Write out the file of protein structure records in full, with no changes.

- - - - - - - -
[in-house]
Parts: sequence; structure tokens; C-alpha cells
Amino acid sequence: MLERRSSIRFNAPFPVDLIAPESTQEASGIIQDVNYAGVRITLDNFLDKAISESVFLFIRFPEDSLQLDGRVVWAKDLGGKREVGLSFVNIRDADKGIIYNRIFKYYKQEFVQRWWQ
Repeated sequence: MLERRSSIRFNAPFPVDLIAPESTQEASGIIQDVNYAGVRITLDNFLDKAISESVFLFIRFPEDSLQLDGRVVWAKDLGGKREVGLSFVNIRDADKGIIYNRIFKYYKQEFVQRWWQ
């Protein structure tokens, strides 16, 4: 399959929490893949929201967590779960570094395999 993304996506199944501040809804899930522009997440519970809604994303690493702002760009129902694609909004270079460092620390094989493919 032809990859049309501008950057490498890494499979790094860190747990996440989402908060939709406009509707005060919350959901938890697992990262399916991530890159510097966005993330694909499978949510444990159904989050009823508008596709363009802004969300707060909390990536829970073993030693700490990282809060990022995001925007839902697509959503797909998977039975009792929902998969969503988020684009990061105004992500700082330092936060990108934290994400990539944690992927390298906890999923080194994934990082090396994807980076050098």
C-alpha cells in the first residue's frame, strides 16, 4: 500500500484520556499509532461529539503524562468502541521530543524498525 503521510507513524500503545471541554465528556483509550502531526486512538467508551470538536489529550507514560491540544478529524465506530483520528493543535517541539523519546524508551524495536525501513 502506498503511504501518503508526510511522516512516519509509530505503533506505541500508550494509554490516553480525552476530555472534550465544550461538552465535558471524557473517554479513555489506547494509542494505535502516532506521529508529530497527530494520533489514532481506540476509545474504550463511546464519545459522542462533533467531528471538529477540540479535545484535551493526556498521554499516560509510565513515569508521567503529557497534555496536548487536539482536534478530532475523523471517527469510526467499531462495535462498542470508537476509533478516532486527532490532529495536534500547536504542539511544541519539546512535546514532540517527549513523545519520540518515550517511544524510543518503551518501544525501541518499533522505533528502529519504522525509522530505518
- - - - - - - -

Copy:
[in-house]
Parts: sequence; structure tokens; C-alpha cells
Amino acid sequence: MLERRSSIRFNAPFPVDLIAPESTQEASGIIQDVNYAGVRITLDNFLDKAISESVFLFIRFPEDSLQLDGRVVWAKDLGGKREVGLSFVNIRDADKGIIYNRIFKYYKQEFVQRWWQ
Repeated sequence: MLERRSSIRFNAPFPVDLIAPESTQEASGIIQDVNYAGVRITLDNFLDKAISESVFLFIRFPEDSLQLDGRVVWAKDLGGKREVGLSFVNIRDADKGIIYNRIFKYYKQEFVQRWWQ
């Protein structure tokens, strides 16, 4: 399959929490893949929201967590779960570094395999 993304996506199944501040809804899930522009997440519970809604994303690493702002760009129902694609909004270079460092620390094989493919 032809990859049309501008950057490498890494499979790094860190747990996440989402908060939709406009509707005060919350959901938890697992990262399916991530890159510097966005993330694909499978949510444990159904989050009823508008596709363009802004969300707060909390990536829970073993030693700490990282809060990022995001925007839902697509959503797909998977039975009792929902998969969503988020684009990061105004992500700082330092936060990108934290994400990539944690992927390298906890999923080194994934990082090396994807980076050098």
C-alpha cells in the first residue's frame, strides 16, 4: 500500500484520556499509532461529539503524562468502541521530543524498525 503521510507513524500503545471541554465528556483509550502531526486512538467508551470538536489529550507514560491540544478529524465506530483520528493543535517541539523519546524508551524495536525501513 502506498503511504501518503508526510511522516512516519509509530505503533506505541500508550494509554490516553480525552476530555472534550465544550461538552465535558471524557473517554479513555489506547494509542494505535502516532506521529508529530497527530494520533489514532481506540476509545474504550463511546464519545459522542462533533467531528471538529477540540479535545484535551493526556498521554499516560509510565513515569508521567503529557497534555496536548487536539482536534478530532475523523471517527469510526467499531462495535462498542470508537476509533478516532486527532490532529495536534500547536504542539511544541519539546512535546514532540517527549513523545519520540518515550517511544524510543518503551518501544525501541518499533522505533528502529519504522525509522530505518